Researchers at Weill Cornell Medicine-Qatar (WCM-Q) found that two-thirds of people in Qatar surveyed about the Zika virus had poor knowledge of the disease.

The Zika virus is generally not harmful to most people but poses a serious risk to pregnant women as it can cause grave medical complications on unborn children such as microcephaly, characterised by an abnormally small head in newborns.

The Zika virus is not currently classified as a direct threat to the Gulf region. It is, however, present in Brazil and Argentina, and in some parts of the United States and Singapore – all areas with direct flights to Doha. This marginally increases the likelihood of the disease reaching the Gulf. In addition, the region is also home to the Aedes aegypti mosquito, one of the primary species responsible for the transmission of Zika virus. No vaccine exists for the virus, which can be transmitted by sexual intercourse and blood transfusion.

The research team of WCM-Q’s Institute for Population Health (IPH) surveyed 446 Qatar residents, originally from the GCC and other Middle Eastern countries. They were asked a range of questions about Zika.

The results showed that 66% of participants had ‘poor’ knowledge of Zika. Twenty-seven percent had ‘basic’ knowledge and just seven percent were found to have ‘broad’ knowledge.

Lead author Dr Sohaila Cheema, Director of the Institute for Population Health and Assistant Professor of Healthcare Policy and Research at WCM-Q said their aim is mainly to look at emergent public health issue that received widespread coverage in the media and find out whether the general public gained any useful practical information to protect their own health.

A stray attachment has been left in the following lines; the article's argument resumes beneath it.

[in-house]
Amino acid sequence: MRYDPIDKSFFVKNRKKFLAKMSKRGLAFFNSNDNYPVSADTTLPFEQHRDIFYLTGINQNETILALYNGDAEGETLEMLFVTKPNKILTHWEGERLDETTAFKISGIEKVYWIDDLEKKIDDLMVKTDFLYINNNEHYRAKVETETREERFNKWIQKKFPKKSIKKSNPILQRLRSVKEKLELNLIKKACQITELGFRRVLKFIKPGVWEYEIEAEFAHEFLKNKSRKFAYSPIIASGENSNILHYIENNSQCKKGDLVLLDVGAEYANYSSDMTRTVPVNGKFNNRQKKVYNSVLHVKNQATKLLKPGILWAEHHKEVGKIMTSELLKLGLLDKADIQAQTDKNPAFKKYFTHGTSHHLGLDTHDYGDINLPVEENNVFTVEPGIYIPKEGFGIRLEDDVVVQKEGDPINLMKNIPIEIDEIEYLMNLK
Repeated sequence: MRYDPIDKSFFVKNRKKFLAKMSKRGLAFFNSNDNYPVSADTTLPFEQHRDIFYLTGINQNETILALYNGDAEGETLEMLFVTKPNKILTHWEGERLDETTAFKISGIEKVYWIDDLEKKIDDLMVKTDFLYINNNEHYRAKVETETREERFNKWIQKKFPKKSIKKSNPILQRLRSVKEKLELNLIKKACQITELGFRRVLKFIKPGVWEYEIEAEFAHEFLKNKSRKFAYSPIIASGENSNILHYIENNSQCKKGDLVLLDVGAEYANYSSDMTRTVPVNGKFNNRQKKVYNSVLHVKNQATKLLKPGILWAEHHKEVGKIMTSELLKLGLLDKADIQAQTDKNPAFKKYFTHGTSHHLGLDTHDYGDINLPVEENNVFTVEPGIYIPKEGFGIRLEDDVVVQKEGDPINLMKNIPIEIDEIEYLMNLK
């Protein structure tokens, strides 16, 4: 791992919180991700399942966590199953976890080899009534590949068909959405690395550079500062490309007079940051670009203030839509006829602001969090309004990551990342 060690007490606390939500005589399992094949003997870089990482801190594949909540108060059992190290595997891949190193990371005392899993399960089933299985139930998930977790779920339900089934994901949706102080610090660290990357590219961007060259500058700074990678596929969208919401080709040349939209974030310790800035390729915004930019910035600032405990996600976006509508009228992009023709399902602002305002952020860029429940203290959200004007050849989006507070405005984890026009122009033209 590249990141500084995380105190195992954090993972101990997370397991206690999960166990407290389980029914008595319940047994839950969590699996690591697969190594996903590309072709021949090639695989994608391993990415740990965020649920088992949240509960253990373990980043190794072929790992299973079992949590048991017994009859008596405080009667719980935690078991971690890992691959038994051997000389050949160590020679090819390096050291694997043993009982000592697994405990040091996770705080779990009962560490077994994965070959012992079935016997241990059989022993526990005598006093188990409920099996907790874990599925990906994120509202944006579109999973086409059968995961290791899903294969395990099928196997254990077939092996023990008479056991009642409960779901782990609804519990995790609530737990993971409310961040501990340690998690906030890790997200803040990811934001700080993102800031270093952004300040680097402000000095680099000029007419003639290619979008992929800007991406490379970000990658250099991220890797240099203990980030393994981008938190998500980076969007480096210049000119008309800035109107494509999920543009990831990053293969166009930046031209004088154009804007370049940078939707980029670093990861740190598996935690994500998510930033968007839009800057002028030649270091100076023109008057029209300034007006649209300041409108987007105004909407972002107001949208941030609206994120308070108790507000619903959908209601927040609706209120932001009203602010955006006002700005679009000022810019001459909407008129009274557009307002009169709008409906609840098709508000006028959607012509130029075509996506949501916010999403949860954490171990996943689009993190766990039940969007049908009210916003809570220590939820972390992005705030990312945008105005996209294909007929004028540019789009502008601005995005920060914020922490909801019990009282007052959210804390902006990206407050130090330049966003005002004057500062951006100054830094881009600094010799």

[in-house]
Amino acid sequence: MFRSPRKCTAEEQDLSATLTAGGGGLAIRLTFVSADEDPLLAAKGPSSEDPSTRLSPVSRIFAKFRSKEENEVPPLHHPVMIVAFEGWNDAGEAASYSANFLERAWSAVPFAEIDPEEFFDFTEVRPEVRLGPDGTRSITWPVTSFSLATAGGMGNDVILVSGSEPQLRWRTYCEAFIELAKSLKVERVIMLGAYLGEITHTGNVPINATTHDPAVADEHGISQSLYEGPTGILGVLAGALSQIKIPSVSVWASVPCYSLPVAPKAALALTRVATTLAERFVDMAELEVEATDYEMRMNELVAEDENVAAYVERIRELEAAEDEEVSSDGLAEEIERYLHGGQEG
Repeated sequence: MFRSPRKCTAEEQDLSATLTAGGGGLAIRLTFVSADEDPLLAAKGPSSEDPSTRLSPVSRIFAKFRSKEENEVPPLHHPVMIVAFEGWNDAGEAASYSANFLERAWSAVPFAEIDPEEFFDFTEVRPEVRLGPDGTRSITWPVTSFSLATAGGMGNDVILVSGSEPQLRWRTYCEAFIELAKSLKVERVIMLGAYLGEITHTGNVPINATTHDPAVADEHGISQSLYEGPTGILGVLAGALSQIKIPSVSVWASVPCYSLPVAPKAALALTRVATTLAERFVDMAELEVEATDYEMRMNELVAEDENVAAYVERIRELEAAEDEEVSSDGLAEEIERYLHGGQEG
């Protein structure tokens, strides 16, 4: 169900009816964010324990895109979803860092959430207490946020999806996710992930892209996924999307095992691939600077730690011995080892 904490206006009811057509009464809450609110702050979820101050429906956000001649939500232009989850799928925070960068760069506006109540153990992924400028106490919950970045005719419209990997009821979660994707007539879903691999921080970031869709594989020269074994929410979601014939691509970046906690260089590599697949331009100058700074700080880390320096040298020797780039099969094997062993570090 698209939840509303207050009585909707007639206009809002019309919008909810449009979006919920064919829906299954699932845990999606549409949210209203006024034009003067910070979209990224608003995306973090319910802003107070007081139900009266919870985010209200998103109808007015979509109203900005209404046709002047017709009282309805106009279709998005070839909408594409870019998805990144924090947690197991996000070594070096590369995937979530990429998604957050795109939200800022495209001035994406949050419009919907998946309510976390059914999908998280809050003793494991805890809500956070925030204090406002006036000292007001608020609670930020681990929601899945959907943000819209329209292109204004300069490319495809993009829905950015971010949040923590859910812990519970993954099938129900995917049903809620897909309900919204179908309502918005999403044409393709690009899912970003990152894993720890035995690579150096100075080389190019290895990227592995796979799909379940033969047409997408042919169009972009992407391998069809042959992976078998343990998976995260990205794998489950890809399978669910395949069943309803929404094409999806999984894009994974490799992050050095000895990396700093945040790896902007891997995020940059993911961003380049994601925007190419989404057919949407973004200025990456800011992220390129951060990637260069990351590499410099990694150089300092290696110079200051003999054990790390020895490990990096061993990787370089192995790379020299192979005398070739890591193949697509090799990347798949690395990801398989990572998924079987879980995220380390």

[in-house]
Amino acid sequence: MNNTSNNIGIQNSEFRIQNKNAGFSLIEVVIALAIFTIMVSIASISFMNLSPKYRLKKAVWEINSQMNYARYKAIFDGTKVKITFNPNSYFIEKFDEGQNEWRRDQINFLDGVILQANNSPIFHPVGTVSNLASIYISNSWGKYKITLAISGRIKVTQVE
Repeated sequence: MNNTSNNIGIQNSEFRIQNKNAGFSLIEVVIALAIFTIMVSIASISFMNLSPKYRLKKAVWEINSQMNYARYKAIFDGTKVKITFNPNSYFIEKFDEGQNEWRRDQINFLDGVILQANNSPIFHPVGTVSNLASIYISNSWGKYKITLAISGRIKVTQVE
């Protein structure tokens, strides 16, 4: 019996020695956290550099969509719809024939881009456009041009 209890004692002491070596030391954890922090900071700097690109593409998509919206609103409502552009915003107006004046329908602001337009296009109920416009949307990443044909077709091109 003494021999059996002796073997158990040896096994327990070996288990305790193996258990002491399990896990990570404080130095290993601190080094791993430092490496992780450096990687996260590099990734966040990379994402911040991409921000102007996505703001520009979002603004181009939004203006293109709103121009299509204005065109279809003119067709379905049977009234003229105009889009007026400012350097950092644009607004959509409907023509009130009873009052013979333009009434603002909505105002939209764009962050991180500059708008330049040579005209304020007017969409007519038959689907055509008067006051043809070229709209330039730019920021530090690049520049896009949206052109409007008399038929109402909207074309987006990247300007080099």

This study was not to make people worried about Zika virus becoming prevalent in Qatar, because the risk of that happening is very low, although future cases are indeed possible because of Doha’s position as a global transport hub.

The results are slightly concerning for us because it appears that although Zika virus was extensively covered  (in the media), this does not appear to have resulted in people gaining anything more than a superficial understanding of the disease and the nature of the risk it poses.’

The article, titled Knowledge and Perceptions about Zika Virus in a Middle East Country, has been published in the prestigious international health journal BMC Infectious Diseases.  

Dr Ravinder Mamtani, Professor of Healthcare Policy and Research in WCM-Q’s Institute for Population Health, said that one of the key ways to mitigate public health risks is by dissemination of useful practical information and advice. The study has demonstrated that the mainstream international media is not a reliable or effective tool for doing so.

The Zika virus is a serious emerging infectious disease that can cause devastating health issues. Because global air travel means we are well-connected to areas of the world where Zika virus is prevalent, it is important that we understand the disease. An educational programme about Zika virus would be valuable as a preventive measure against the spread of the disease in the Gulf region, especially for people traveling to afflicted regions.’

For more information about the research programme at Weill Cornell Medicine-Qatar, visit their website at